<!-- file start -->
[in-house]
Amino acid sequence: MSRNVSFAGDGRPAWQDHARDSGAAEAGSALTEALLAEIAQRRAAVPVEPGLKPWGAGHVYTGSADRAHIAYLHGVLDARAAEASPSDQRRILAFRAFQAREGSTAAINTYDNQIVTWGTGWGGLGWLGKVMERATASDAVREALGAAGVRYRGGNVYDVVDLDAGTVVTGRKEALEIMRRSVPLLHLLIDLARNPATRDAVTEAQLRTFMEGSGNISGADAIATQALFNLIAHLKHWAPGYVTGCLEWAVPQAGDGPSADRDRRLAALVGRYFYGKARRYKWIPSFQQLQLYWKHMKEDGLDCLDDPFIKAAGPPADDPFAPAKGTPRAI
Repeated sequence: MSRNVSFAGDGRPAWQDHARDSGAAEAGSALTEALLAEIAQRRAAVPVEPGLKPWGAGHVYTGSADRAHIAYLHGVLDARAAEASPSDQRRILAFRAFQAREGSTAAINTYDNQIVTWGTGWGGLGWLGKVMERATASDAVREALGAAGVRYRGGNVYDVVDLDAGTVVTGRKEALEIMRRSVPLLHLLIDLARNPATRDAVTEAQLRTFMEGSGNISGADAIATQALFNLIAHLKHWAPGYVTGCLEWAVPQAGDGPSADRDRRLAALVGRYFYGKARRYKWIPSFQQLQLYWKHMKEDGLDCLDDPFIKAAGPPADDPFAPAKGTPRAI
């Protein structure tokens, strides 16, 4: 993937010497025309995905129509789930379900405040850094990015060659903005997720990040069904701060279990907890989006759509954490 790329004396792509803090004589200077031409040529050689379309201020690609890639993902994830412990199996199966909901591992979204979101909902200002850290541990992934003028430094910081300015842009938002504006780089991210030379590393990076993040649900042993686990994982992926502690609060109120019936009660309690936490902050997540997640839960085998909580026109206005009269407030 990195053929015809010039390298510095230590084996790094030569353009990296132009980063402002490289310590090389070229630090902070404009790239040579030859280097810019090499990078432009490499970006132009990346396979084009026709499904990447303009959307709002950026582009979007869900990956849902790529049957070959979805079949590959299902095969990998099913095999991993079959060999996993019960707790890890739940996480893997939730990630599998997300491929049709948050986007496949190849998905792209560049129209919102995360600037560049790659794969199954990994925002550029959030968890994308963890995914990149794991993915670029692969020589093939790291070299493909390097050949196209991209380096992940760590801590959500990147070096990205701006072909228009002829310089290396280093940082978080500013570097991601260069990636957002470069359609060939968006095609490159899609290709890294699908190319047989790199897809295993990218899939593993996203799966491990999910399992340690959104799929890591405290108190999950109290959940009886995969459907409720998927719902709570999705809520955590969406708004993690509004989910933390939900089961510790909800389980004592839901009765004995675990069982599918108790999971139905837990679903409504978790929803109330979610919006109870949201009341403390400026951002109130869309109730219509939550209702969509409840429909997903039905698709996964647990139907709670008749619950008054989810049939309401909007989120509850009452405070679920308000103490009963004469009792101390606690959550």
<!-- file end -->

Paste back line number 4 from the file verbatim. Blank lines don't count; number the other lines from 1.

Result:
């Protein structure tokens, strides 16, 4: 993937010497025309995905129509789930379900405040850094990015060659903005997720990040069904701060279990907890989006759509954490 790329004396792509803090004589200077031409040529050689379309201020690609890639993902994830412990199996199966909901591992979204979101909902200002850290541990992934003028430094910081300015842009938002504006780089991210030379590393990076993040649900042993686990994982992926502690609060109120019936009660309690936490902050997540997640839960085998909580026109206005009269407030 990195053929015809010039390298510095230590084996790094030569353009990296132009980063402002490289310590090389070229630090902070404009790239040579030859280097810019090499990078432009490499970006132009990346396979084009026709499904990447303009959307709002950026582009979007869900990956849902790529049957070959979805079949590959299902095969990998099913095999991993079959060999996993019960707790890890739940996480893997939730990630599998997300491929049709948050986007496949190849998905792209560049129209919102995360600037560049790659794969199954990994925002550029959030968890994308963890995914990149794991993915670029692969020589093939790291070299493909390097050949196209991209380096992940760590801590959500990147070096990205701006072909228009002829310089290396280093940082978080500013570097991601260069990636957002470069359609060939968006095609490159899609290709890294699908190319047989790199897809295993990218899939593993996203799966491990999910399992340690959104799929890591405290108190999950109290959940009886995969459907409720998927719902709570999705809520955590969406708004993690509004989910933390939900089961510790909800389980004592839901009765004995675990069982599918108790999971139905837990679903409504978790929803109330979610919006109870949201009341403390400026951002109130869309109730219509939550209702969509409840429909997903039905698709996964647990139907709670008749619950008054989810049939309401909007989120509850009452405070679920308000103490009963004469009792101390606690959550």